I also just learned that the film is actually a sequel to the simply titled Three, which is the same deal (anthology with three Asian filmmakers) and was released in the states as 3 Extremes II. I’ll have to check that out.

Anyway, it’s a pretty good anthology, despite the lack of a wrap-around (Thailand isn’t represented - why not have the Shutter guys shoot one?). Chan-Wook’s story Cut is the best (and the longest), depicting a stranger who chains up a director and his wife in their home (or is it?), forcing the director to watch as he chops off his pianist wife’s fingers. The story isn’t incredibly exciting, but Park’s always interesting camerawork and surprising humorous touches give it unexpected life, and the final twist is pretty chilling (and I didn’t see it coming, so bonus points).

Miike’s is, unsurprisingly, the hardest to follow, even though it’s probably the most “commercial” (for lack of a better word) of all of his films that I’ve seen. Imprint had the aborted fetuses, Gozu had... well, everything in its final 20 minutes or so, and Audition had the torture (both on-screen and the more psychological variety stemming from its running time). But this is simply a story about an act of jealousy resulting in tragedy, with very little on-screen violence. However, half of it (or more) takes place in the dream world, and the ending offers no concrete evidence as to whether or not we are watching another dream or the reality of the entire situation. It’s not a bad film (it’s actually probably my favorite of his stuff so far), but it seems to be, ironically enough, hampered by it’s “short” length, and may have been better suited for a feature where the back-story could be fleshed out a bit more.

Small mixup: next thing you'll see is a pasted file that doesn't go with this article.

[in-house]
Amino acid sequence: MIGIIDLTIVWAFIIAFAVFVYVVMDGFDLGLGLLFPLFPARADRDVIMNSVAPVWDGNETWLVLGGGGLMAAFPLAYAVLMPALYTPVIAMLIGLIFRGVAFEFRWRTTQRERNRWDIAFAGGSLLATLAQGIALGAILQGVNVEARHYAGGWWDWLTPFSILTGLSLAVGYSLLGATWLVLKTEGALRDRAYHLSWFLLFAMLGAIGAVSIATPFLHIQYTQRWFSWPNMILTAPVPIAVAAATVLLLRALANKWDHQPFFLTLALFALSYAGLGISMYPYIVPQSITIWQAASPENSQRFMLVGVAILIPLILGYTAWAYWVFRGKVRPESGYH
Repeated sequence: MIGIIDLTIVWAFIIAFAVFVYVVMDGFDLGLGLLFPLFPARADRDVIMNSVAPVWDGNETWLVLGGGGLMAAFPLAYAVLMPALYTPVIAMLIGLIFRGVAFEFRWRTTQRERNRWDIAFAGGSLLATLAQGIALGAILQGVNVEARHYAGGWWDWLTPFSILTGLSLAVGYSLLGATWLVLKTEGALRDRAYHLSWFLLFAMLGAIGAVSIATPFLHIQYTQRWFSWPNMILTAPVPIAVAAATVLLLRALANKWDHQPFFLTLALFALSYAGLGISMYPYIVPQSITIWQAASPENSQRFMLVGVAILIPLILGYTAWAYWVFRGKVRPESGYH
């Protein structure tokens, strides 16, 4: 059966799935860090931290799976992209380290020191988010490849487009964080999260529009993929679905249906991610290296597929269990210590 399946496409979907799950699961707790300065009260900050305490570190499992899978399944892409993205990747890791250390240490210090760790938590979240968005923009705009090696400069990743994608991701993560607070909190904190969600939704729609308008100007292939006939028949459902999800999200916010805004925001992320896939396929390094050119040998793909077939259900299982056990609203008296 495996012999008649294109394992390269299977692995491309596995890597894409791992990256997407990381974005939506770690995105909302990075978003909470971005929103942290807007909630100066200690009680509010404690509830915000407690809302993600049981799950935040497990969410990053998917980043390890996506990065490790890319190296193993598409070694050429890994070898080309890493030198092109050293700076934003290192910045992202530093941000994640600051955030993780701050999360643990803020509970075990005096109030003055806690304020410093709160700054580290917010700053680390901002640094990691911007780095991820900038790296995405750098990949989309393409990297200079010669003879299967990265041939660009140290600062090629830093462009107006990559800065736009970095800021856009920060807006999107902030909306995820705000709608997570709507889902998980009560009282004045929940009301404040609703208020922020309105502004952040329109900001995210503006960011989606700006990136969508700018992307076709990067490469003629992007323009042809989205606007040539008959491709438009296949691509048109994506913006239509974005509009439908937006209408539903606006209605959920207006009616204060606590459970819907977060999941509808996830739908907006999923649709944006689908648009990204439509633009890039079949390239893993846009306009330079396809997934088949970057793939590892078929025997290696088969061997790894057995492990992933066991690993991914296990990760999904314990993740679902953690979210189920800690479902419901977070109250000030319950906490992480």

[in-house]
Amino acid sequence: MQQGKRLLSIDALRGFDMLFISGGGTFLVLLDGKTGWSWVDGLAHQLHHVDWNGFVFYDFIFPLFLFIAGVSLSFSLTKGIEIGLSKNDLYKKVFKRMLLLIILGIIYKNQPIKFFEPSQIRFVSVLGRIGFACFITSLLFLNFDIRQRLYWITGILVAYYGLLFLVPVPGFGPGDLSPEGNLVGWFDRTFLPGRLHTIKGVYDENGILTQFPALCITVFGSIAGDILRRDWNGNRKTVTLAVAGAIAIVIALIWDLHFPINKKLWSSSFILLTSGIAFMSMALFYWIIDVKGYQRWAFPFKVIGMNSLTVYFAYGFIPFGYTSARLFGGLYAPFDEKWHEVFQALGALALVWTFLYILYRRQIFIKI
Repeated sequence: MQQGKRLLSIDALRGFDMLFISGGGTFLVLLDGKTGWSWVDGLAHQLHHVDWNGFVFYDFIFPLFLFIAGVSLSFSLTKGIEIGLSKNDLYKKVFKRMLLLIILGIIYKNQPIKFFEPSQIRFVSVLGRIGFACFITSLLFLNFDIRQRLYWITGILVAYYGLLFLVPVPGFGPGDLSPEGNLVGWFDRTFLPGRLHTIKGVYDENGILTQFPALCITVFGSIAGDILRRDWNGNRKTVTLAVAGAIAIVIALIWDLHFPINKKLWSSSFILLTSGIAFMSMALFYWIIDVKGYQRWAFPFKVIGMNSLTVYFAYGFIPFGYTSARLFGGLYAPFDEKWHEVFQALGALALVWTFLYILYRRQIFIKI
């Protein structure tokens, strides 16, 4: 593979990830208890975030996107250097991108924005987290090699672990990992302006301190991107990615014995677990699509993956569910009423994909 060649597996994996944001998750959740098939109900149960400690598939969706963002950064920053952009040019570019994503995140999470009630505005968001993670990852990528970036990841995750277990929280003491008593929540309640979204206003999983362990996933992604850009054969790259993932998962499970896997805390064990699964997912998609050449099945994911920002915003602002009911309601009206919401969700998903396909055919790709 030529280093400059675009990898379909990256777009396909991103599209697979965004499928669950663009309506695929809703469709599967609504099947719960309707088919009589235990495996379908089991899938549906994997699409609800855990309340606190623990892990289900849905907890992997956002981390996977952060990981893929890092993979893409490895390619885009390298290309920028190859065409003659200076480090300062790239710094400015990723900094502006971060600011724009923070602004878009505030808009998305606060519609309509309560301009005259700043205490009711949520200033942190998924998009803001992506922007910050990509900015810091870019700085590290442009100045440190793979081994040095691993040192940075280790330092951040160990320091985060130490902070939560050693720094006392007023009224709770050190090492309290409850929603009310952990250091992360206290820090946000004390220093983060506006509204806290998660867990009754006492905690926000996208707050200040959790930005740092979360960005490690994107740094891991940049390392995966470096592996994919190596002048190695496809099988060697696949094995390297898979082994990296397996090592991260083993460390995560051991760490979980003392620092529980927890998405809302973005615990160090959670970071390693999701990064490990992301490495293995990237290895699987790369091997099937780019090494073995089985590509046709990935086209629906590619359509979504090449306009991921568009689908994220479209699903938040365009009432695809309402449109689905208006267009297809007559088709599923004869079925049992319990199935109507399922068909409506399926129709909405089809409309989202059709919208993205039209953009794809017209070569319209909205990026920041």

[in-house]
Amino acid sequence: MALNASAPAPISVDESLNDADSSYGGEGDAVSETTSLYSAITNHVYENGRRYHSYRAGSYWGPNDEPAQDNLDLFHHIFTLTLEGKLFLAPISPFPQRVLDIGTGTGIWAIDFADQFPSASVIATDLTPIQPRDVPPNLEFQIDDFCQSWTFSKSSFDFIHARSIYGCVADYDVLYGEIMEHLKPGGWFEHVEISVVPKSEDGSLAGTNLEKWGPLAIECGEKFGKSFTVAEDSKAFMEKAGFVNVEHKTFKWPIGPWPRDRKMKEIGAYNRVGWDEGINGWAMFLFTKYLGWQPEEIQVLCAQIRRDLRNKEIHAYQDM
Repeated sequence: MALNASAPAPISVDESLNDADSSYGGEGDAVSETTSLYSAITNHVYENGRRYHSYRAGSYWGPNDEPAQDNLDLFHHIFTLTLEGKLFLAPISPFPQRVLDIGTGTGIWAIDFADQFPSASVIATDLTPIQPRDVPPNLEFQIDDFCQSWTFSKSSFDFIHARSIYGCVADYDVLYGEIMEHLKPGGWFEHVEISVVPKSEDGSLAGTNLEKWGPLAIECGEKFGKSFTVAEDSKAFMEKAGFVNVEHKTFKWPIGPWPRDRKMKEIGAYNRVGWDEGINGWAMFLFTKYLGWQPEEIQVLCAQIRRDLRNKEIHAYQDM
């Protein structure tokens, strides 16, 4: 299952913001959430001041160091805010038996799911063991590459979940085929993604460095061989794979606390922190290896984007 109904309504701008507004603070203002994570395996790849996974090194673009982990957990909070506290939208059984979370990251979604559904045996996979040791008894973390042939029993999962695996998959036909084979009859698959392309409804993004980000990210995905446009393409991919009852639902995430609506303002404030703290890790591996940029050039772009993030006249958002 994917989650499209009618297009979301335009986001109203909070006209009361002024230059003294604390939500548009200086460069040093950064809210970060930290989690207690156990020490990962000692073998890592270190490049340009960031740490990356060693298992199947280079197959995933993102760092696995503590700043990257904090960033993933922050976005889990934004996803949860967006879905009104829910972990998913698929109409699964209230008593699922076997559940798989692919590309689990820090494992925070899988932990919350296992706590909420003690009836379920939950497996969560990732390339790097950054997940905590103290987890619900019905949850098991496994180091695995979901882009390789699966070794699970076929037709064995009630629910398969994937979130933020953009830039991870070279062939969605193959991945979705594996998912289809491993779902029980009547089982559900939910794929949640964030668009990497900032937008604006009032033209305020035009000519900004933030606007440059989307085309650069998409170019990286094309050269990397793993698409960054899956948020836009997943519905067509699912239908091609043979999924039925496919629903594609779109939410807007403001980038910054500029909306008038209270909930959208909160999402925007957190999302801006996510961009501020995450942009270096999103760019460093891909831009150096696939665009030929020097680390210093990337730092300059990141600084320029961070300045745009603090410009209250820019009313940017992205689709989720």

Fruit Chan’s Dumplings is the most straightforward, and I was surprised to learn that it was the only one that HAS indeed been turned into a feature (which is on Disc 2 - Monday’s movie!). I’m curious to see how the feature expands what is a pretty simple (yet horrific) story about dumplings made from baby meat. I think it works perfectly well as a short, and it was nice to see the off-the-wall batshit Bai Ling being sort of restrained and playing a real character instead of some cartoonish stereotype.